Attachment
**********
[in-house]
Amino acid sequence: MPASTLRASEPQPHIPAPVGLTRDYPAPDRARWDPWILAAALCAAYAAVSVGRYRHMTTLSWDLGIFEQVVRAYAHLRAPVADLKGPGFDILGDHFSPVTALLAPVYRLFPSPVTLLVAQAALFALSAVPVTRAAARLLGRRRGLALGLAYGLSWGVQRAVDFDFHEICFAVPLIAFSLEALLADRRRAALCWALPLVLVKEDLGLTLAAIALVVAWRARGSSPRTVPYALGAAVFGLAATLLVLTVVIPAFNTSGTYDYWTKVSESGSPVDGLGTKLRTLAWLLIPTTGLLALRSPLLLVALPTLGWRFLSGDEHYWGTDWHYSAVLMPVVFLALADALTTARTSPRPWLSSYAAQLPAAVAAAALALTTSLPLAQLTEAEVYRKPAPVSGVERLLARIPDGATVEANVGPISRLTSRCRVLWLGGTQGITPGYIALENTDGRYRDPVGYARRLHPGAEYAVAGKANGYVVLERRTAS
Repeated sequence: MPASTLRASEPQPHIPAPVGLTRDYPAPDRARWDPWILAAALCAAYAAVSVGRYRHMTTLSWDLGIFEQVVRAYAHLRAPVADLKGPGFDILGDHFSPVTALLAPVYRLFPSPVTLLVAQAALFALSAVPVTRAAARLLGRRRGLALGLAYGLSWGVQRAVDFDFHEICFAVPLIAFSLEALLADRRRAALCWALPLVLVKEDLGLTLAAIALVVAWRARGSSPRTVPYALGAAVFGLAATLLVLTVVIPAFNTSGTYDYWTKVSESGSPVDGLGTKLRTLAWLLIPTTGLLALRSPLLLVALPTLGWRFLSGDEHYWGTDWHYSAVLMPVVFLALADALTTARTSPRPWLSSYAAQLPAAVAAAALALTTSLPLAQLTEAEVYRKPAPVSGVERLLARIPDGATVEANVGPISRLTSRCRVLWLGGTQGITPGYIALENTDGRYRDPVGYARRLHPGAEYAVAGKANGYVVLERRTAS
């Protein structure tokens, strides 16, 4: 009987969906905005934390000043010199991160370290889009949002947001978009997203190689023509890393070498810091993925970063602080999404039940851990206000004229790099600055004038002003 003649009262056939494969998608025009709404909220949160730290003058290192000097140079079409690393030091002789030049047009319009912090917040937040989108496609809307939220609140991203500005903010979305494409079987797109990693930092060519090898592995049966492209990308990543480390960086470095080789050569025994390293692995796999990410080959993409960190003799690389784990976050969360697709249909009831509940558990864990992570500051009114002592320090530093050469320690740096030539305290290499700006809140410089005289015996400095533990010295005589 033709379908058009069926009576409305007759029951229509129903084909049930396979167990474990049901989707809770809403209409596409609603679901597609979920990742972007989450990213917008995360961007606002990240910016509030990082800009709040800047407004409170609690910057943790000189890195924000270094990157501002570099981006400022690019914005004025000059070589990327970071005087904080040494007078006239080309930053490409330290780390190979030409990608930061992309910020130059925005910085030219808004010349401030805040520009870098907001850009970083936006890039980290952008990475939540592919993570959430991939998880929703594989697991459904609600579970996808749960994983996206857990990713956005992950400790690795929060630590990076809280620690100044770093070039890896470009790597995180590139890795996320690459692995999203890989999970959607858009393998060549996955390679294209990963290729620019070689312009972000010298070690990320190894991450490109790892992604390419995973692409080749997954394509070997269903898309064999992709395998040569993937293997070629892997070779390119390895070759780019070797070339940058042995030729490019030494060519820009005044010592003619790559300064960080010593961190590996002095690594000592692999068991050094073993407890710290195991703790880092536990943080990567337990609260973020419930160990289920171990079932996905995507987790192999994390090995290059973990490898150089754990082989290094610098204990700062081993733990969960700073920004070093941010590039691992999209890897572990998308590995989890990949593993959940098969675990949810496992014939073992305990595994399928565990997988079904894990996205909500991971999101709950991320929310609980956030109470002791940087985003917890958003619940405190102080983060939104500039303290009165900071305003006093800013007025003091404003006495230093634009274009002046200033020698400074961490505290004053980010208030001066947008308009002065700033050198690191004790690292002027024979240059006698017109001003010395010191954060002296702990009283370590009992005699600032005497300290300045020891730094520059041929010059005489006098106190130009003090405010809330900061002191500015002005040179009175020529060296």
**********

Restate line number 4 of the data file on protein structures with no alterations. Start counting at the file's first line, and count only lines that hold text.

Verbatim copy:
């Protein structure tokens, strides 16, 4: 009987969906905005934390000043010199991160370290889009949002947001978009997203190689023509890393070498810091993925970063602080999404039940851990206000004229790099600055004038002003 003649009262056939494969998608025009709404909220949160730290003058290192000097140079079409690393030091002789030049047009319009912090917040937040989108496609809307939220609140991203500005903010979305494409079987797109990693930092060519090898592995049966492209990308990543480390960086470095080789050569025994390293692995796999990410080959993409960190003799690389784990976050969360697709249909009831509940558990864990992570500051009114002592320090530093050469320690740096030539305290290499700006809140410089005289015996400095533990010295005589 033709379908058009069926009576409305007759029951229509129903084909049930396979167990474990049901989707809770809403209409596409609603679901597609979920990742972007989450990213917008995360961007606002990240910016509030990082800009709040800047407004409170609690910057943790000189890195924000270094990157501002570099981006400022690019914005004025000059070589990327970071005087904080040494007078006239080309930053490409330290780390190979030409990608930061992309910020130059925005910085030219808004010349401030805040520009870098907001850009970083936006890039980290952008990475939540592919993570959430991939998880929703594989697991459904609600579970996808749960994983996206857990990713956005992950400790690795929060630590990076809280620690100044770093070039890896470009790597995180590139890795996320690459692995999203890989999970959607858009393998060549996955390679294209990963290729620019070689312009972000010298070690990320190894991450490109790892992604390419995973692409080749997954394509070997269903898309064999992709395998040569993937293997070629892997070779390119390895070759780019070797070339940058042995030729490019030494060519820009005044010592003619790559300064960080010593961190590996002095690594000592692999068991050094073993407890710290195991703790880092536990943080990567337990609260973020419930160990289920171990079932996905995507987790192999994390090995290059973990490898150089754990082989290094610098204990700062081993733990969960700073920004070093941010590039691992999209890897572990998308590995989890990949593993959940098969675990949810496992014939073992305990595994399928565990997988079904894990996205909500991971999101709950991320929310609980956030109470002791940087985003917890958003619940405190102080983060939104500039303290009165900071305003006093800013007025003091404003006495230093634009274009002046200033020698400074961490505290004053980010208030001066947008308009002065700033050198690191004790690292002027024979240059006698017109001003010395010191954060002296702990009283370590009992005699600032005497300290300045020891730094520059041929010059005489006098106190130009003090405010809330900061002191500015002005040179009175020529060296």